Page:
It’s time for former governor Nikki Haley to take off the gloves - GulfToday

It’s time for former governor Nikki Haley to take off the gloves

Nikki Haley

Nikki Haley

Mary Ellen Klas, Tribune News Service

When Nikki Haley was elected governor of South Carolina, one of the first things she did was require all state employees to answer their office phones with: “It’s a great day in South Carolina.” This continued for five years until she left to become Donald Trump’s ambassador to the United Nations. The forced cheeriness was annoying to some state workers, but it explains Haley’s approach to politics — and how she handled being the punching bag for Vivek Ramaswamy and Ron DeSantis during the fourth Republican presidential debate on Wednesday.

“I love all the attention, fellas, thank you for that,” she said.

Elon University political scientist Jason Kirk, who has studied Haley’s record and written a book on her, describes her vibe as a “be better ethos.” She uses southern charm and a genteel “shame-on-you scold” to counter critics. It’s also been an effective way of making her hardline conservative convictions sound less so, appealing to an increasing number of independents, moderate Republicans and curious Democrats.

When DeSantis and Ramaswamy ganged up on her, they affirmed her ascent as the candidate to beat for second place. That’s the problem.

Trump holds nearly a 50-point lead over his Republican rivals, according to 538. But as the former president and his extremist allies sink the GOP and threaten American democracy, the moment calls for punch-in-the-nose candour. Anyone who wants to defeat Trump should be talking about the danger of electing a narcissist and would-be dictator who will pardon himself and lay waste to the U.S. justice system.

Haley isn’t doing that. We’re about five weeks away from the Iowa caucuses and she’s still being nice. Which begs the question: is she just posturing for a slot as vice president or another presidential run in 2028? Haley has taken a few swipes at the former president, calling him out for racking up $9 trillion in debt, enabling fraud in Covid relief funding, failing to crack down on China for the fentanyl pipeline and, as she says, leading the country to “chaos.” But even as she trails Trump by 30 points among voters in her home state, her campaign is wasting money on ads attacking DeSantis.

It shouldn’t be this way. Haley’s record and her position as a norm-breaking Indian American Republican woman in a solidly red state qualify her as a perfect non-MAGA alternative to Trump. But, like most reasonable Republicans, she’s caught in the Trump trap.

She’s tried to offer a restrained approach to hot-button issues like abortion, book bans, transgender rights, and race relations with language that avoids angering Trump’s base, but that has made her message a mix of mush.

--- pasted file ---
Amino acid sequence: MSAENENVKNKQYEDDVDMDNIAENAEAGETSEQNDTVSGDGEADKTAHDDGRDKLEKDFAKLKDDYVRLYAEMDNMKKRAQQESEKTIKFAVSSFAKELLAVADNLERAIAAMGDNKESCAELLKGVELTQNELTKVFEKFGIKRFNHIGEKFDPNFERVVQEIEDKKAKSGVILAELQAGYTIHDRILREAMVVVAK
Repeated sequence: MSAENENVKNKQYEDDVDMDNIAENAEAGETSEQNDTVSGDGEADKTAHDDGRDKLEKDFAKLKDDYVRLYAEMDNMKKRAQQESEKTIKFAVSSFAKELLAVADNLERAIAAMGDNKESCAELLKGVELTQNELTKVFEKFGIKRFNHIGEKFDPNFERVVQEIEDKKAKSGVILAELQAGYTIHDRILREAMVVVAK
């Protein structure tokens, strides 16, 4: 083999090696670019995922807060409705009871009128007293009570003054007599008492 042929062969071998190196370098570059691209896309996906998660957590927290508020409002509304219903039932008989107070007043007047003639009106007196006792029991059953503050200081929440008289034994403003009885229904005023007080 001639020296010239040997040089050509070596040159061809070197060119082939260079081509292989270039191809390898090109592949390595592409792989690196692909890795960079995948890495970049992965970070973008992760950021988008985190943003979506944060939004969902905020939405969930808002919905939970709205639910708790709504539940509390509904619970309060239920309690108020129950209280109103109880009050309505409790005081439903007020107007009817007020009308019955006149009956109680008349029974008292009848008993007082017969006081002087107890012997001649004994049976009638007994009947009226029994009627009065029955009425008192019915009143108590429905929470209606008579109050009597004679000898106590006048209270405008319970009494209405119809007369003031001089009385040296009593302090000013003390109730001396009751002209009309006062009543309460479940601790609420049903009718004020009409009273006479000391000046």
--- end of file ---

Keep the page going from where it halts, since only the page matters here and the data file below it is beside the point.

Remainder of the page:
Lost in this campaign is Haley’s record as governor that shows she may have some of the essential skills needed for a president dealing with a divided Congress. In South Carolina, the legislature has more power over state government than the governor. Haley shattered the glass ceiling, then showed she could throw sharp elbows if needed when intransigent legislators overrode her vetoes and otherwise stood in her way.

Haley has shown skill at leveraging public sentiment and using the bully pulpit to overcome opposition. As a back bench state representative, she was outraged to learn that fewer than 95% of the legislature’s floor votes were ever recorded, leaving the public in the dark. She filed a bill requiring publicly recorded roll call votes on every bill. But the good old boys who controlled the chamber hated the idea. They stripped Haley of her committee assignments and removed her as majority whip. Instead of humiliating her, their retaliatory treatment energised her. Haley ran for governor in 2010 during the Tea Party wave, won the primary and the general election and, based on the attention the voting issue received from her campaign, legislators changed their tune. Within four months of her inauguration, her roll call vote legislation became law.  When fellow Republicans refused to back her proposed income tax cut, a government restructuring bill, and a package of ethics reforms, she issued legislative report cards and told South Carolinians to vote them out of office. After a white supremacist shot and killed nine Black parishioners in a Charleston church, she persuaded reluctant lawmakers to remove the Confederate battle flag from the Statehouse grounds. Black residents, lawmakers and activists had been fighting for the removal for decades and the debate was reignited with the shootings, still, it was a politically risky move for Haley.

Haley is a staunch conservative, but her broadening appeal is likely due to her pragmatism. Take her statements on abortion, an issue fraught with risk for Republicans. In one of the early debates she told a national audience “As much as I’m pro-life, I don’t judge anyone for being pro-choice.” She urged Republicans to be “honest” with the American people because Republicans didn’t have the votes in Congress to pass a national abortion ban and that they should stop “demonizing this issue.”

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